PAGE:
South Africa have always had a very clinical, professional approach, especially to ODI cricket. Just looking at the numbers and seeing how many of them score so efficiently, I think this reflects on how those players are coached.

India's ODI surge one can argue began under the MS Dhoni captaincy, which started right after they won the T20 World Cup in 2007. Who did they hire as coach soon afterwards? Gary Kirsten from South Africa.

Is it a coincidence that India's scoring shot percentage has now started to trend upwards? I would put my money on no. I think this is the result of Kirsten instilling the same professional approach in India's ODI batting, especially among the newer guys like Raina and Kohli, that has been part and parcel of South African cricket throughout this time. And now even with Kirsten gone this approach is flourishing.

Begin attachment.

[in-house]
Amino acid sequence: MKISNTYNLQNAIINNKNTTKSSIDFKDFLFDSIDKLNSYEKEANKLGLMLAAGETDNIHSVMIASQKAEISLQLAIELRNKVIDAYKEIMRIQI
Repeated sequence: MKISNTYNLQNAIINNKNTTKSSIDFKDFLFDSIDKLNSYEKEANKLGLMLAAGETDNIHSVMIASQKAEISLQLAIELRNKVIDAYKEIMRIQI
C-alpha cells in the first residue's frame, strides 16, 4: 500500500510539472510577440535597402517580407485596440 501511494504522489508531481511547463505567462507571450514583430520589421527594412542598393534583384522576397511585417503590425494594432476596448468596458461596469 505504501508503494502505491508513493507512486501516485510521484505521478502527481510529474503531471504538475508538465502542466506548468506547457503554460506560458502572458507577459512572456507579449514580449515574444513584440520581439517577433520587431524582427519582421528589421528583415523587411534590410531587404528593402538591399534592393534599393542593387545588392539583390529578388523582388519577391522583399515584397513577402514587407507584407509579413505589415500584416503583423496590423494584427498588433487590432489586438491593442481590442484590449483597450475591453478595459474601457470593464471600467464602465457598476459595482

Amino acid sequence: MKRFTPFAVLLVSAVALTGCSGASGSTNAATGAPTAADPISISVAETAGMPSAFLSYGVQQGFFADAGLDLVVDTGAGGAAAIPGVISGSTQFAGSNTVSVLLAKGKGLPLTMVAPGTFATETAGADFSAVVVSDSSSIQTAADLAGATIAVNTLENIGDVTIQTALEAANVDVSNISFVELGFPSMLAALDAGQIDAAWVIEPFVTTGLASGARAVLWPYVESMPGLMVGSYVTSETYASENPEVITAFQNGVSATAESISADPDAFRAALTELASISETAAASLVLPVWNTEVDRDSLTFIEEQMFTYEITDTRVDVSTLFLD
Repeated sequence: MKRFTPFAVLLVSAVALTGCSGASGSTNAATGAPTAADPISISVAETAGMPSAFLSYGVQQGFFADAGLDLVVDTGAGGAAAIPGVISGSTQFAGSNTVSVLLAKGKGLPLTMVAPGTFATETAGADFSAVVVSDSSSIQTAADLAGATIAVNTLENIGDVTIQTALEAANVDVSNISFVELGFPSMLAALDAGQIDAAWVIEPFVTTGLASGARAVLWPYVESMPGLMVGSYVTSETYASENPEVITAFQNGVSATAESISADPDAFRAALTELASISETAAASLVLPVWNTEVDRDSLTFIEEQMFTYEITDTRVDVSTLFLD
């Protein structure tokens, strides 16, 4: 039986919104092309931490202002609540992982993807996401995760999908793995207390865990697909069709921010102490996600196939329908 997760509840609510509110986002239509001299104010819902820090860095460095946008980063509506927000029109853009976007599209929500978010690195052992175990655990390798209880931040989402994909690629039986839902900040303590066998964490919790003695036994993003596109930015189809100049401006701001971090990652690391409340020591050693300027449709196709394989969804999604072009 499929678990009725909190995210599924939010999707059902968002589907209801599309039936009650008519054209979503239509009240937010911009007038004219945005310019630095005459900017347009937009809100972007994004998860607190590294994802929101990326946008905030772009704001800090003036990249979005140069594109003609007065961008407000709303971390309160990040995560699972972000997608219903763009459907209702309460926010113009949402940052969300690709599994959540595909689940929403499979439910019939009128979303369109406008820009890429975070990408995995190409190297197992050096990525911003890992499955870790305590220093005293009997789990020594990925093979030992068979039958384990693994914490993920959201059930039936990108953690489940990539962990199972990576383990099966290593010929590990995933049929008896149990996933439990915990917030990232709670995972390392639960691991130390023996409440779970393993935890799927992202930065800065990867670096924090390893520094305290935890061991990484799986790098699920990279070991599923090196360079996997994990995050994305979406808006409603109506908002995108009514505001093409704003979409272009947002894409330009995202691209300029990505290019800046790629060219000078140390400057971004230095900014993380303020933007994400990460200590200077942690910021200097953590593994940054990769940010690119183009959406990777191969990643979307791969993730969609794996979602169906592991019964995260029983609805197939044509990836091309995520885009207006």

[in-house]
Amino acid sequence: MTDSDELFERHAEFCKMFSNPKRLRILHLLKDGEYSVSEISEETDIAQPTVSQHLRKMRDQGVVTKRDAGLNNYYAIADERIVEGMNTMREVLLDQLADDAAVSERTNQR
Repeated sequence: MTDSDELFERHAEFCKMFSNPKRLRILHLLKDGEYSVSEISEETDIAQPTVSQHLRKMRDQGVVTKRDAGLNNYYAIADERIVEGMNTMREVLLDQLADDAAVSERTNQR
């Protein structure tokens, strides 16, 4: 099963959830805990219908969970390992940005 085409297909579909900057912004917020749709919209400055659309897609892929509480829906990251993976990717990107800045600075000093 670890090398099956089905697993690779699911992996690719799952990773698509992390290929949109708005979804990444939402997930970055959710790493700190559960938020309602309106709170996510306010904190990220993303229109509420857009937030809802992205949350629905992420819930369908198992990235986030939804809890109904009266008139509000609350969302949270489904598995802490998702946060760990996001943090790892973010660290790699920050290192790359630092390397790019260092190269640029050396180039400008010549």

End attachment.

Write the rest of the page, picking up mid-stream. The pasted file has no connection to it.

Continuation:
People had also mentioned trying to do this analysis based on over splits (e.g. what is the dot ball percentage between overs 15-35) but I'm afraid I don't have the data for that at the moment. I imagine for something like that I would need to parse Cricinfo's ball-by-ball commentary, but I haven't quite had the time to figure that out. The problem is deciding how nimble I want such a system to be. For if I'm collecting data on how batsmen score their runs, might as well analyze it from the perspective of bowlers as well. And extras, which are completely ignored here. Etc, etc. The more I want it to do, the more complex it'll be. Anyway, probably something to look for in the future.

Here's a zip file containing in CSV format the full list of 120 players (30 per team) as well as all innings data that I collected.

Thursday, March 14, 2013

How Pakistan Scores Its Runs In ODIs

Fawad Alam has a very high percentage of scoring shots. Image source: ESPN Cricinfo